Ignoring inclusivity in workspace planning and design endangers cohesion and risks creating social vacuums that cater to a narrow demographic — spaces that the local community can’t access or feel excluded from.

Of course, transport links are important in enabling access at a surface level, but the conversation quickly progressed to how workspaces can provide access to opportunities that encourage engagement with people from the local community, such as education.

Questions were also raised about how we can better integrate coworking communities with the local communities. For instance, it’s all very well having an onsite cafe, yoga etc., but would it be more beneficial in terms of community cohesion to build links with local amenities and services instead?

Attracting and Retaining Talent

The notion of the coworking space as a microcosmic community isn’t a new one. Societal structures have shifted in such a way that many people move away from family and as a result are attempting to re-establish a sense of community in other contexts such as the workplace.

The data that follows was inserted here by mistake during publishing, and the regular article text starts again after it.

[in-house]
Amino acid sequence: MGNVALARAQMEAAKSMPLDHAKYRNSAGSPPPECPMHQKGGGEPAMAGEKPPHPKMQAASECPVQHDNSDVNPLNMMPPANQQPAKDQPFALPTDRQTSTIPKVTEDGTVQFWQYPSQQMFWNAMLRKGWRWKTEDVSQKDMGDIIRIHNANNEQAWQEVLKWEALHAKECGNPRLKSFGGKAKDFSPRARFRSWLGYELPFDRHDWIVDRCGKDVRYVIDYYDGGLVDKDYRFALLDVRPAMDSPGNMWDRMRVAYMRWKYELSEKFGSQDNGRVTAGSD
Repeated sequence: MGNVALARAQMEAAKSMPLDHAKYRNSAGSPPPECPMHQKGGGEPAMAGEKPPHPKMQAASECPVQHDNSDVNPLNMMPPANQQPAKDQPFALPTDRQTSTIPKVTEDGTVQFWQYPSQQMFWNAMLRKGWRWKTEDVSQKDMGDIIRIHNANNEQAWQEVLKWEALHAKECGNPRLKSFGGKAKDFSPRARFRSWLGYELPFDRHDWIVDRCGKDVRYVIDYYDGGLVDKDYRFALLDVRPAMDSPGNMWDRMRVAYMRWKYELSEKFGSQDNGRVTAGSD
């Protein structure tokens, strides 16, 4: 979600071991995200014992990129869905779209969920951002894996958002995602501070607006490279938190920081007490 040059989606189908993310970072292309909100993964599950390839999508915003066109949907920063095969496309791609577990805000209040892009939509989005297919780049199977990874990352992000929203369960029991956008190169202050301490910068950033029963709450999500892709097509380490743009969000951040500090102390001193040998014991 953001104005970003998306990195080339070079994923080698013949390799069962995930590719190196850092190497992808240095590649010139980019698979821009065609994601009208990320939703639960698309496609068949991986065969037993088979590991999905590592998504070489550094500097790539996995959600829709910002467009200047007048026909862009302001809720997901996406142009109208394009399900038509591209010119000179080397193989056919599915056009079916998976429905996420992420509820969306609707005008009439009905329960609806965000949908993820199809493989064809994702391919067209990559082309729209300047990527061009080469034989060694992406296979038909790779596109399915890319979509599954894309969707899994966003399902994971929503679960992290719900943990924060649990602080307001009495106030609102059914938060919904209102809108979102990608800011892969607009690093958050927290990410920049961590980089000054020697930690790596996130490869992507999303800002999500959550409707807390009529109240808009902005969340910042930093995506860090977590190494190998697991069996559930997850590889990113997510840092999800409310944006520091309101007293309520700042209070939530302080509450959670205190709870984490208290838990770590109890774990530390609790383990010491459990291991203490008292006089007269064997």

Creating a community is one of the driving factors behind workspace design today, and is expected to play an even greater role moving forward as the boundaries between work and leisure continue to blur.

Regional Cities

Regional UK cities like Manchester are appealing to graduates looking for a combination of affordability and career opportunities. In fact, Manchester is noted as one of the best cities in the UK for attracting and retaining talent, with over half (51%) of students from Manchester’s universities staying on in the city after graduation.